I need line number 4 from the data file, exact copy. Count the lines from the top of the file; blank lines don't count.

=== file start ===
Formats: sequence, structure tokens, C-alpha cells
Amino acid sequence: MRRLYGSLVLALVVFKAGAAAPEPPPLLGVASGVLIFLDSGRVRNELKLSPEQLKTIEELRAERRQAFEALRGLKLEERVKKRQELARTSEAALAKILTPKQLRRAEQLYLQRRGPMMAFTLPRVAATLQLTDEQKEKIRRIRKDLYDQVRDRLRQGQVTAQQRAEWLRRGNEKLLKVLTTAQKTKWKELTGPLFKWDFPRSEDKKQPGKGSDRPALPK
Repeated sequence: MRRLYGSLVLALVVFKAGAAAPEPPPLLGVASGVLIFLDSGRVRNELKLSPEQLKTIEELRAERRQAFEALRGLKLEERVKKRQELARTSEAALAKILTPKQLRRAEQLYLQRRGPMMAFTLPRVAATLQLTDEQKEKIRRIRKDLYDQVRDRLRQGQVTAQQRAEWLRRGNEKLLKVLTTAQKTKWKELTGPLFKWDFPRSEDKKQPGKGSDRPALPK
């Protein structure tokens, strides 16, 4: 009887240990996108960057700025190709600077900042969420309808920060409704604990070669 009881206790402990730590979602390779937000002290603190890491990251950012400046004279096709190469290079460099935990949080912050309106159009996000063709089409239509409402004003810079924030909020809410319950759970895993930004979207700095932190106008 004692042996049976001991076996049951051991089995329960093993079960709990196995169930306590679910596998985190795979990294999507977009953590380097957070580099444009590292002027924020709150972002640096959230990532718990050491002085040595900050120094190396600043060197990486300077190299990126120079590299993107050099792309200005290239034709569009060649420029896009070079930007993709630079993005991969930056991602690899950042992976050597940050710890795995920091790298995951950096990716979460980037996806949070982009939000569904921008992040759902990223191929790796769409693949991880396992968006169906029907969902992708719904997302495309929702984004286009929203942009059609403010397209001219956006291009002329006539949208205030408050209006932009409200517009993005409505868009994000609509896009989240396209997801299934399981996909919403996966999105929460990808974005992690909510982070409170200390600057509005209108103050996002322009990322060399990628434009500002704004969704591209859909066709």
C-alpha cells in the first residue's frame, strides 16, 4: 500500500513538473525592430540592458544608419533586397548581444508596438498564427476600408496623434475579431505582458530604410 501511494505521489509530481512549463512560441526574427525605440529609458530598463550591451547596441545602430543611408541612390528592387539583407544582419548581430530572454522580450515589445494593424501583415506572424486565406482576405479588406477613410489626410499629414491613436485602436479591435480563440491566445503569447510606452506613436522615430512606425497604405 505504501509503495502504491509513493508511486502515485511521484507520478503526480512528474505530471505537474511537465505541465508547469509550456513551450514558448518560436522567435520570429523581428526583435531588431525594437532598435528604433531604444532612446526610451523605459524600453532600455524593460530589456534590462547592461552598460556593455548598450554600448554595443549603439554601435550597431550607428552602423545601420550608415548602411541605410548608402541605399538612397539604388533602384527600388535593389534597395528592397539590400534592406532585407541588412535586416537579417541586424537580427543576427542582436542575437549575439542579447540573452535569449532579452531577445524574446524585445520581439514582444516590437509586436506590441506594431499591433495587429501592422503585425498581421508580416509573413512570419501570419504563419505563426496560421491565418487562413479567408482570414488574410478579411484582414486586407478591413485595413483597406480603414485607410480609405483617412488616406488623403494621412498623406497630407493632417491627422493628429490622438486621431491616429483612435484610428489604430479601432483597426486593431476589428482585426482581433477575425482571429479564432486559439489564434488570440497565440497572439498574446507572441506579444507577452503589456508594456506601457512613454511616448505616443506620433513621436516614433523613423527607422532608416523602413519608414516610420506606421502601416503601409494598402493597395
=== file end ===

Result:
């Protein structure tokens, strides 16, 4: 009887240990996108960057700025190709600077900042969420309808920060409704604990070669 009881206790402990730590979602390779937000002290603190890491990251950012400046004279096709190469290079460099935990949080912050309106159009996000063709089409239509409402004003810079924030909020809410319950759970895993930004979207700095932190106008 004692042996049976001991076996049951051991089995329960093993079960709990196995169930306590679910596998985190795979990294999507977009953590380097957070580099444009590292002027924020709150972002640096959230990532718990050491002085040595900050120094190396600043060197990486300077190299990126120079590299993107050099792309200005290239034709569009060649420029896009070079930007993709630079993005991969930056991602690899950042992976050597940050710890795995920091790298995951950096990716979460980037996806949070982009939000569904921008992040759902990223191929790796769409693949991880396992968006169906029907969902992708719904997302495309929702984004286009929203942009059609403010397209001219956006291009002329006539949208205030408050209006932009409200517009993005409505868009994000609509896009989240396209997801299934399981996909919403996966999105929460990808974005992690909510982070409170200390600057509005209108103050996002322009990322060399990628434009500002704004969704591209859909066709």